By Sarah McPeek
Behind the wide front doors of Farley and Moore Antiques and Collectibles in Mount Vernon lies an extensive archive of history. Carved cabinets and cast-iron chairs, polished china and delicate figurines intermingle with musical instruments, classic children’s toys and musical record albums from all eras.
Al Levenson has owned Farley and Moore since founding it 19 years ago with his wife, Anna Belle, and a community of partners who all shared an interest in antiques and collectibles. Levenson manages the store along with the individual dealers and a group of volunteer workers.
Located downtown at 104 South Main Street, the store’s vast collection of wares occupies 15,000 total square feet and three floors. Levenson has close ties to the location; the space was formerly a J.C. Penney department store, where he worked as a retail salesman while attending Mount Vernon High School in the early 1950s.
“So I’m not moving very far very fast,” he joked.
Mount Vernon has several antique shops, including Black Walnut Holler up the street from Farley and Moore. However, Levenson said the other antique shops are not competitors.
“We kind of cooperatively send people to the other ones as well as ours,” he said. Every antiques store has distinctive items: “Your chances of having the same thing, identically the same thing, are pretty rare,” he said.
A trip through the mall-like store is an exploration of the past. Each of the store’s 30 booths is held by a local dealer, every one displaying a wide variety of merchandise collected at auctions or other venues, or purchased from individuals hoping to sell their antiques.
Levenson deals from his own booth in the mall, and is also an avid collector of antique golf clubs. Like Levenson, many customers are specialized collectors after particular items. His advice is simply to wander around, because “you never know where it’ll pop up.”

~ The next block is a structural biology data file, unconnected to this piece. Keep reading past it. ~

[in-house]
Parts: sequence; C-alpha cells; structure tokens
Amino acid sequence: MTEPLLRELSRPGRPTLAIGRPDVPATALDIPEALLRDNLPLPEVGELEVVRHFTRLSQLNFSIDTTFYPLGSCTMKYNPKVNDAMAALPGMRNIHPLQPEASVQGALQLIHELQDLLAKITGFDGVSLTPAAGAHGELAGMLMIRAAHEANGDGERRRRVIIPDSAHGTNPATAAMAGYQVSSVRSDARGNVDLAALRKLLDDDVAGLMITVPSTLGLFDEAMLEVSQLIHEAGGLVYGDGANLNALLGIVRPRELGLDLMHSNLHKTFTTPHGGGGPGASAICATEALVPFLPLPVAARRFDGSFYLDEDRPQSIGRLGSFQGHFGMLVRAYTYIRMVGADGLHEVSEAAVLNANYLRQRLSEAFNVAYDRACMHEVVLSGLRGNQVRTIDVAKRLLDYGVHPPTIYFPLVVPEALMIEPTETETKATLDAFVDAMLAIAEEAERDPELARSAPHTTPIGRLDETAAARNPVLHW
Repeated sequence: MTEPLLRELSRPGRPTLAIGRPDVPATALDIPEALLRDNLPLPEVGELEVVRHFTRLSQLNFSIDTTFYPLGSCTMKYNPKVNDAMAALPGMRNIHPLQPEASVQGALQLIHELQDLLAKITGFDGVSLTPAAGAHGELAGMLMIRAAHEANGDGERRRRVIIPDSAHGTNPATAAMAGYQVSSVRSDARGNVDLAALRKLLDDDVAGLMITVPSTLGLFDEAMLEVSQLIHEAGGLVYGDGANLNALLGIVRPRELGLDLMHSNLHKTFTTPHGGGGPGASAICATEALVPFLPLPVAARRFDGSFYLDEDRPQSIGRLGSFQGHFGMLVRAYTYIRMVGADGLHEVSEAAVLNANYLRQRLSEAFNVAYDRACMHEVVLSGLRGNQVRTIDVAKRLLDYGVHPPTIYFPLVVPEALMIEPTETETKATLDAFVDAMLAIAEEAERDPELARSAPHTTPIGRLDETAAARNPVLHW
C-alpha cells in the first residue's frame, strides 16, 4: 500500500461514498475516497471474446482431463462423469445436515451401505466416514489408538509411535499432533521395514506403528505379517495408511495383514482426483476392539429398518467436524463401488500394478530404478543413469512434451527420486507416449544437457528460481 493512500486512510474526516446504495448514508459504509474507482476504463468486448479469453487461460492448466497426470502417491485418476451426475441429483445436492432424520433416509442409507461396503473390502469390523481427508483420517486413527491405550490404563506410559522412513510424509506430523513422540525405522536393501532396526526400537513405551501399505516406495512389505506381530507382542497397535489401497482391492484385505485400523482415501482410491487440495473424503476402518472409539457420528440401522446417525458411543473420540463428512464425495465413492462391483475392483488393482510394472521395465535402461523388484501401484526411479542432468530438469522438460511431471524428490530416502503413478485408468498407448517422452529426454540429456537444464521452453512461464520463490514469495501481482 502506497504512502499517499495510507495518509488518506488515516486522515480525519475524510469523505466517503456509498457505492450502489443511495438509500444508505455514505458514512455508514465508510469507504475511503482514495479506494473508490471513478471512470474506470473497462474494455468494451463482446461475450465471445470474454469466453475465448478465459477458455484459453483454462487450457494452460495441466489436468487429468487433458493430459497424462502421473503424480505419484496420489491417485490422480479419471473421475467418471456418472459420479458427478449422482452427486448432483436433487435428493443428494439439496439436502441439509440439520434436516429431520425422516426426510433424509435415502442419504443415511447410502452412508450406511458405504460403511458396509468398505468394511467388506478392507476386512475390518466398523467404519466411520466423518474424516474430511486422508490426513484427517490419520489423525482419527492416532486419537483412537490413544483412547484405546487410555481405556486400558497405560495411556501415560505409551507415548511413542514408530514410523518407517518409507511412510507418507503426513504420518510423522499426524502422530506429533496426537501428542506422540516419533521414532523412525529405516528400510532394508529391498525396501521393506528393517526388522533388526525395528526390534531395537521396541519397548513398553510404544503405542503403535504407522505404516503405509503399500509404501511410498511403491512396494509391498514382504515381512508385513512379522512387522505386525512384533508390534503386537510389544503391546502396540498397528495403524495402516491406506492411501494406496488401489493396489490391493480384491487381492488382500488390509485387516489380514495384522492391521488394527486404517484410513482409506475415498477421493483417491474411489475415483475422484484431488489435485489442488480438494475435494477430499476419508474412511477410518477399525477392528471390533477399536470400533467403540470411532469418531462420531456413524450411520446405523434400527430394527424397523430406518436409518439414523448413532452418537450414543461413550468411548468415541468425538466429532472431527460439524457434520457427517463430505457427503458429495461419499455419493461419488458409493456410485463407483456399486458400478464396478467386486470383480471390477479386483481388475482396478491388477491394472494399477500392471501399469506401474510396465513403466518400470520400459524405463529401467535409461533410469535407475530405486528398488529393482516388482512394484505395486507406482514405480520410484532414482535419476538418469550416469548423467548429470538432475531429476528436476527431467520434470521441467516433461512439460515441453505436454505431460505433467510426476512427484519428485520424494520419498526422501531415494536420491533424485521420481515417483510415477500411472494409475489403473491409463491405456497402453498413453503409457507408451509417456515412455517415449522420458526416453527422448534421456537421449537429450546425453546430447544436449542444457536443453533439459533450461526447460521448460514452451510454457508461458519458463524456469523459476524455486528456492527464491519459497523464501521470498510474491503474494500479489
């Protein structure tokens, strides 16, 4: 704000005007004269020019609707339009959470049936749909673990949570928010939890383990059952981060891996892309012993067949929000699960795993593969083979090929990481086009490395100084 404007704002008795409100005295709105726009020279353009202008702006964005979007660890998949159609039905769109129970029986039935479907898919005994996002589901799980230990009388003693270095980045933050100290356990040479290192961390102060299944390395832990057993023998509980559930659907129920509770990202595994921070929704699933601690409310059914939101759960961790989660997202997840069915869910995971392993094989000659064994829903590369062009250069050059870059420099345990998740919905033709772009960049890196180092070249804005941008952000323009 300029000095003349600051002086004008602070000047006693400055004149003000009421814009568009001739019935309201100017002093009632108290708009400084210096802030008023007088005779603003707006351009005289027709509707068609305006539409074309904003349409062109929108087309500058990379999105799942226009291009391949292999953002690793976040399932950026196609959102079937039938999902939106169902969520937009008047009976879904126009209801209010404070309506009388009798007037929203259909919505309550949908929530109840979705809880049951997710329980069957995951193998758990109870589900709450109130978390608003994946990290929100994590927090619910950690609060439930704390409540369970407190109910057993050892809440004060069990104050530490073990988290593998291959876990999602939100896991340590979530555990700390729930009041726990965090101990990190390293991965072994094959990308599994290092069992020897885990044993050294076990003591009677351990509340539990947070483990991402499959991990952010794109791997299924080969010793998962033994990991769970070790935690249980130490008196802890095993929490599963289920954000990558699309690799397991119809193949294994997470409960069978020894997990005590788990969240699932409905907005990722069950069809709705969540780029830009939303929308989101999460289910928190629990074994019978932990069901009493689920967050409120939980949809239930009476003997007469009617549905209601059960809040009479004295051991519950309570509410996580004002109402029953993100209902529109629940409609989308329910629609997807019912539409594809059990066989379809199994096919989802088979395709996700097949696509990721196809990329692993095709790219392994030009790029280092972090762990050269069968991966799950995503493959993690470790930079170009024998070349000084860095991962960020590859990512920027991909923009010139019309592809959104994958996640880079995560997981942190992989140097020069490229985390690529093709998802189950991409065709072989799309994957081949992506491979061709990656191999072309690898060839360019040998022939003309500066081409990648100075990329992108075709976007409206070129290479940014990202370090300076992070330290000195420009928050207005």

Farley and Moore’s patrons are as diverse as its wares. Collectors come from all over Ohio and beyond — as far away as the West Coast, Germany and Italy. The mall is a popular destination for Kenyon and Mount Vernon Nazarene University parents when they are visiting town. Levenson recalls many regular family customers, including actress Jamie Lee Curtis and her daughter, Annie, a member of the class of 2009.
Levenson thinks Kenyon students love the mall especially for its collection of record albums, one of the most sought-after items. He was surprised to hear customers tell him that music from LPs has better sound quality than newer digital formats: “I always thought that some of the more modern advancements in recordings and stuff like that would have been far superior, but evidently not.”
Professor Emerita of English Judy Smith, a devoted customer and close friend of the Levensons, has many fond memories of afternoons spent among the artifacts. In an email, she described the mall as “a treasure trove of the unexpected. … Al and his wife, Anna Belle — and all the other owners and dealers — have created a space that offers knowledge and surprise in a place that is very welcoming and treats you like family.”
Farley and Moore Antiques and Collectibles is open from noon to 5 p.m. every day except holidays.